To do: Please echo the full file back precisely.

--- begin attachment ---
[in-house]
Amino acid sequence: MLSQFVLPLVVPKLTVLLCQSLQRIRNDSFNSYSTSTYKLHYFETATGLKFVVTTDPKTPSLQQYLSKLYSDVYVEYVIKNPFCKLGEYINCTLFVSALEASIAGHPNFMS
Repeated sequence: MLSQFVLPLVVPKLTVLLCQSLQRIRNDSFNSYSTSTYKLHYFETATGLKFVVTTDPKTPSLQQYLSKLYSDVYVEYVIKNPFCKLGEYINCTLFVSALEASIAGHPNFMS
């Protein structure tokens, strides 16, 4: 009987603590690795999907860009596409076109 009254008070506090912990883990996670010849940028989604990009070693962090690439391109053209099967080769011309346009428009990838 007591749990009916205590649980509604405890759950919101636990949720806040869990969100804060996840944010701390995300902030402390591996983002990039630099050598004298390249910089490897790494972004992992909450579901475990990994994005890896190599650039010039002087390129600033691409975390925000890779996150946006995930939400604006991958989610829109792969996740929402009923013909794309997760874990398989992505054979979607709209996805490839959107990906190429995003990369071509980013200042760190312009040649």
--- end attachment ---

[in-house]
Amino acid sequence: MLSQFVLPLVVPKLTVLLCQSLQRIRNDSFNSYSTSTYKLHYFETATGLKFVVTTDPKTPSLQQYLSKLYSDVYVEYVIKNPFCKLGEYINCTLFVSALEASIAGHPNFMS
Repeated sequence: MLSQFVLPLVVPKLTVLLCQSLQRIRNDSFNSYSTSTYKLHYFETATGLKFVVTTDPKTPSLQQYLSKLYSDVYVEYVIKNPFCKLGEYINCTLFVSALEASIAGHPNFMS
């Protein structure tokens, strides 16, 4: 009987603590690795999907860009596409076109 009254008070506090912990883990996670010849940028989604990009070693962090690439391109053209099967080769011309346009428009990838 007591749990009916205590649980509604405890759950919101636990949720806040869990969100804060996840944010701390995300902030402390591996983002990039630099050598004298390249910089490897790494972004992992909450579901475990990994994005890896190599650039010039002087390129600033691409975390925000890779996150946006995930939400604006991958989610829109792969996740929402009923013909794309997760874990398989992505054979979607709209996805490839959107990906190429995003990369071509980013200042760190312009040649």